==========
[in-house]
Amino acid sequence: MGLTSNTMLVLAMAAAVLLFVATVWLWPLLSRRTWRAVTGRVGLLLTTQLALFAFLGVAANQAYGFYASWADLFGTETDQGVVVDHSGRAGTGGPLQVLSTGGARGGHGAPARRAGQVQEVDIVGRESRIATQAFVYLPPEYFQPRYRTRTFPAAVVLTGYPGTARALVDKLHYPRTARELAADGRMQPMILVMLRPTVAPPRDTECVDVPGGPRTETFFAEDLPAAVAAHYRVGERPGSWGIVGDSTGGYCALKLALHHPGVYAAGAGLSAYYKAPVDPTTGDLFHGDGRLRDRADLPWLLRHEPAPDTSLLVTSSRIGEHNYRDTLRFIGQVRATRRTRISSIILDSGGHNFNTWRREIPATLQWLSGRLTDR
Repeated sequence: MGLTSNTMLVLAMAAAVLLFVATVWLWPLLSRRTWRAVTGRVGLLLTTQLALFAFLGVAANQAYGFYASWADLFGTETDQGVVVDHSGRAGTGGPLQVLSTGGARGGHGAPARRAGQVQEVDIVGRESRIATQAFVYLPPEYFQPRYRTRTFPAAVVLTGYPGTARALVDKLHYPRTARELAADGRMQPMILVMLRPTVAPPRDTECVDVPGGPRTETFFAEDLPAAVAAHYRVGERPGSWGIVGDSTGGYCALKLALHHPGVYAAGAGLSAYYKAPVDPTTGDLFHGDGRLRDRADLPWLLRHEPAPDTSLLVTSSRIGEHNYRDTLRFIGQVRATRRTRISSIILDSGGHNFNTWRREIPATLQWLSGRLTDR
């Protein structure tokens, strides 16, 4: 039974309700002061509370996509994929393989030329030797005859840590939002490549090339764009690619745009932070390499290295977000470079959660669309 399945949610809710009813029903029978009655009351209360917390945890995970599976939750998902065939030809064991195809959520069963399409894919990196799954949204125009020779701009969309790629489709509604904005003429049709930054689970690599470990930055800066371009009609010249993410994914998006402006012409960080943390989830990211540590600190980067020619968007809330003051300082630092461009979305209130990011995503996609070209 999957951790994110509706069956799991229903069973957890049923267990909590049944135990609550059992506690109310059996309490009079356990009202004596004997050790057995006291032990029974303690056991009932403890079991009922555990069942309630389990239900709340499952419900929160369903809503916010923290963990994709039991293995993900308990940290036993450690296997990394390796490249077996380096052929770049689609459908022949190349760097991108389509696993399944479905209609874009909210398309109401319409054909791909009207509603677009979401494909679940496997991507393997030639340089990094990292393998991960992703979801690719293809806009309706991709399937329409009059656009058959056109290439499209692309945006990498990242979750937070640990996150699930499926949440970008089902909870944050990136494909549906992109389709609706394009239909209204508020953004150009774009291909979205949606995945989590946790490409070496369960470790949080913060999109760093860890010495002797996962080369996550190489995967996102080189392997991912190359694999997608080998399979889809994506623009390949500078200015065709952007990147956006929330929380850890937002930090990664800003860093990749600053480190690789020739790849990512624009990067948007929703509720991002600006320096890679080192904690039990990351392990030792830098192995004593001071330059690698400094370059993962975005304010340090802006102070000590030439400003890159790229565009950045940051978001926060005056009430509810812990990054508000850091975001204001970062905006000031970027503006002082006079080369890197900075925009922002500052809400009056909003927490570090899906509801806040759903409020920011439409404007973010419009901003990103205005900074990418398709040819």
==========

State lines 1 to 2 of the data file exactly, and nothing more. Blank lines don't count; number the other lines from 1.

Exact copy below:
[in-house]
Amino acid sequence: MGLTSNTMLVLAMAAAVLLFVATVWLWPLLSRRTWRAVTGRVGLLLTTQLALFAFLGVAANQAYGFYASWADLFGTETDQGVVVDHSGRAGTGGPLQVLSTGGARGGHGAPARRAGQVQEVDIVGRESRIATQAFVYLPPEYFQPRYRTRTFPAAVVLTGYPGTARALVDKLHYPRTARELAADGRMQPMILVMLRPTVAPPRDTECVDVPGGPRTETFFAEDLPAAVAAHYRVGERPGSWGIVGDSTGGYCALKLALHHPGVYAAGAGLSAYYKAPVDPTTGDLFHGDGRLRDRADLPWLLRHEPAPDTSLLVTSSRIGEHNYRDTLRFIGQVRATRRTRISSIILDSGGHNFNTWRREIPATLQWLSGRLTDR